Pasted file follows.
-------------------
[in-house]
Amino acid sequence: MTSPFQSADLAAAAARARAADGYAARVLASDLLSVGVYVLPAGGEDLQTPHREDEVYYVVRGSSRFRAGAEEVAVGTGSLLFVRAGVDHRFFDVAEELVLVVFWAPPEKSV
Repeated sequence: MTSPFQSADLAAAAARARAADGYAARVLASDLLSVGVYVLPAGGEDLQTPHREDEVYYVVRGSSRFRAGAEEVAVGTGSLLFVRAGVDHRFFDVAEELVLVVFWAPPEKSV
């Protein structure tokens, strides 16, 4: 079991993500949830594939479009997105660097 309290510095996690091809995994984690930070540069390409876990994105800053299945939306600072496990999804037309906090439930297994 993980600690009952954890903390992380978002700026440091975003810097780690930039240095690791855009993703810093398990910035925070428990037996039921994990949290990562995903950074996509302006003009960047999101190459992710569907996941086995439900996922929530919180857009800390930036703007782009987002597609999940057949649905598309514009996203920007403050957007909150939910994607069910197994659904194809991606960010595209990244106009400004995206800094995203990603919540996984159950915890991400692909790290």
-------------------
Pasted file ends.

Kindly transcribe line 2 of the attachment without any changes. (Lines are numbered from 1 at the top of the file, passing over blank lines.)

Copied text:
Amino acid sequence: MTSPFQSADLAAAAARARAADGYAARVLASDLLSVGVYVLPAGGEDLQTPHREDEVYYVVRGSSRFRAGAEEVAVGTGSLLFVRAGVDHRFFDVAEELVLVVFWAPPEKSV